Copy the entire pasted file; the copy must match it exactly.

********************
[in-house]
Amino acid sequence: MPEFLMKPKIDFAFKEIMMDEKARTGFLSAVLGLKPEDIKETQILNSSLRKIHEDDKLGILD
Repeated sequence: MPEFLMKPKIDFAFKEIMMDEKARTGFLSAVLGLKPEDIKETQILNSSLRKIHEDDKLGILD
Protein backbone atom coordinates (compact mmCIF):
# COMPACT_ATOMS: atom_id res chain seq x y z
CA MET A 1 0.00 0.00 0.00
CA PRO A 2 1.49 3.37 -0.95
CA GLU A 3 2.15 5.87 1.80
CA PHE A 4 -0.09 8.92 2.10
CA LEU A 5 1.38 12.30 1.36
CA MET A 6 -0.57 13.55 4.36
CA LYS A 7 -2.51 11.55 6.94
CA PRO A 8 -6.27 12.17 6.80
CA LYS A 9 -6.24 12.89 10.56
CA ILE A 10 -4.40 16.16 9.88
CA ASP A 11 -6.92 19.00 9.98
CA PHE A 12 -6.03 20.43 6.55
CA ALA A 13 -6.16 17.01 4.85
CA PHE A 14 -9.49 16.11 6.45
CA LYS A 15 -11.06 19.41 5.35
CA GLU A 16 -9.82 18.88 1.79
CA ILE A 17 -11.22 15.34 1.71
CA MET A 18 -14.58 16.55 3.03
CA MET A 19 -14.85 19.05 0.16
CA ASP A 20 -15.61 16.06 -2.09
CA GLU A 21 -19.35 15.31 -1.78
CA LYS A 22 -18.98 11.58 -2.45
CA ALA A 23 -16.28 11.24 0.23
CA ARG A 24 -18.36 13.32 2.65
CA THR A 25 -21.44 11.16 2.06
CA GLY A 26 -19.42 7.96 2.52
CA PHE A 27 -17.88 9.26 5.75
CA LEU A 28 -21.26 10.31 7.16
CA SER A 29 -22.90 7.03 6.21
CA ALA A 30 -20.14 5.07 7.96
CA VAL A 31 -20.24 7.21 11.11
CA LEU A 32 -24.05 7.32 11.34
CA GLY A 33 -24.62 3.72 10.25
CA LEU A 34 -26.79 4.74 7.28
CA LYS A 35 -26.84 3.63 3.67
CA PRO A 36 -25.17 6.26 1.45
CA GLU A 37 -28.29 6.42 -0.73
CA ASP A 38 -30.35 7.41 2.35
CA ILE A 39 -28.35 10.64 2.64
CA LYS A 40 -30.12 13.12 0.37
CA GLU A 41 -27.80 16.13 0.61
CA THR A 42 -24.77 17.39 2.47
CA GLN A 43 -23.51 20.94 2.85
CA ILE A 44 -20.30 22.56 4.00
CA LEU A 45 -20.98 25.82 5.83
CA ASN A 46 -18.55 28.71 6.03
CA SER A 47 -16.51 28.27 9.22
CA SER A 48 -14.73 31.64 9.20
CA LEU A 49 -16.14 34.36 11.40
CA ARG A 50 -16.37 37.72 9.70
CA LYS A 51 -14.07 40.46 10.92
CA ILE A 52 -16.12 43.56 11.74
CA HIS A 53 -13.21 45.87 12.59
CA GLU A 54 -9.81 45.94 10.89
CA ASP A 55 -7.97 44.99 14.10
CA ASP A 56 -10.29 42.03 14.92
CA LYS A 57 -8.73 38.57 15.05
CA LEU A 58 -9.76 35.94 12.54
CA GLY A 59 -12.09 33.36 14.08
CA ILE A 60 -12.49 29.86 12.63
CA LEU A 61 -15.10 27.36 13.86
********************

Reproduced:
[in-house]
Amino acid sequence: MPEFLMKPKIDFAFKEIMMDEKARTGFLSAVLGLKPEDIKETQILNSSLRKIHEDDKLGILD
Repeated sequence: MPEFLMKPKIDFAFKEIMMDEKARTGFLSAVLGLKPEDIKETQILNSSLRKIHEDDKLGILD
Protein backbone atom coordinates (compact mmCIF):
# COMPACT_ATOMS: atom_id res chain seq x y z
CA MET A 1 0.00 0.00 0.00
CA PRO A 2 1.49 3.37 -0.95
CA GLU A 3 2.15 5.87 1.80
CA PHE A 4 -0.09 8.92 2.10
CA LEU A 5 1.38 12.30 1.36
CA MET A 6 -0.57 13.55 4.36
CA LYS A 7 -2.51 11.55 6.94
CA PRO A 8 -6.27 12.17 6.80
CA LYS A 9 -6.24 12.89 10.56
CA ILE A 10 -4.40 16.16 9.88
CA ASP A 11 -6.92 19.00 9.98
CA PHE A 12 -6.03 20.43 6.55
CA ALA A 13 -6.16 17.01 4.85
CA PHE A 14 -9.49 16.11 6.45
CA LYS A 15 -11.06 19.41 5.35
CA GLU A 16 -9.82 18.88 1.79
CA ILE A 17 -11.22 15.34 1.71
CA MET A 18 -14.58 16.55 3.03
CA MET A 19 -14.85 19.05 0.16
CA ASP A 20 -15.61 16.06 -2.09
CA GLU A 21 -19.35 15.31 -1.78
CA LYS A 22 -18.98 11.58 -2.45
CA ALA A 23 -16.28 11.24 0.23
CA ARG A 24 -18.36 13.32 2.65
CA THR A 25 -21.44 11.16 2.06
CA GLY A 26 -19.42 7.96 2.52
CA PHE A 27 -17.88 9.26 5.75
CA LEU A 28 -21.26 10.31 7.16
CA SER A 29 -22.90 7.03 6.21
CA ALA A 30 -20.14 5.07 7.96
CA VAL A 31 -20.24 7.21 11.11
CA LEU A 32 -24.05 7.32 11.34
CA GLY A 33 -24.62 3.72 10.25
CA LEU A 34 -26.79 4.74 7.28
CA LYS A 35 -26.84 3.63 3.67
CA PRO A 36 -25.17 6.26 1.45
CA GLU A 37 -28.29 6.42 -0.73
CA ASP A 38 -30.35 7.41 2.35
CA ILE A 39 -28.35 10.64 2.64
CA LYS A 40 -30.12 13.12 0.37
CA GLU A 41 -27.80 16.13 0.61
CA THR A 42 -24.77 17.39 2.47
CA GLN A 43 -23.51 20.94 2.85
CA ILE A 44 -20.30 22.56 4.00
CA LEU A 45 -20.98 25.82 5.83
CA ASN A 46 -18.55 28.71 6.03
CA SER A 47 -16.51 28.27 9.22
CA SER A 48 -14.73 31.64 9.20
CA LEU A 49 -16.14 34.36 11.40
CA ARG A 50 -16.37 37.72 9.70
CA LYS A 51 -14.07 40.46 10.92
CA ILE A 52 -16.12 43.56 11.74
CA HIS A 53 -13.21 45.87 12.59
CA GLU A 54 -9.81 45.94 10.89
CA ASP A 55 -7.97 44.99 14.10
CA ASP A 56 -10.29 42.03 14.92
CA LYS A 57 -8.73 38.57 15.05
CA LEU A 58 -9.76 35.94 12.54
CA GLY A 59 -12.09 33.36 14.08
CA ILE A 60 -12.49 29.86 12.63
CA LEU A 61 -15.10 27.36 13.86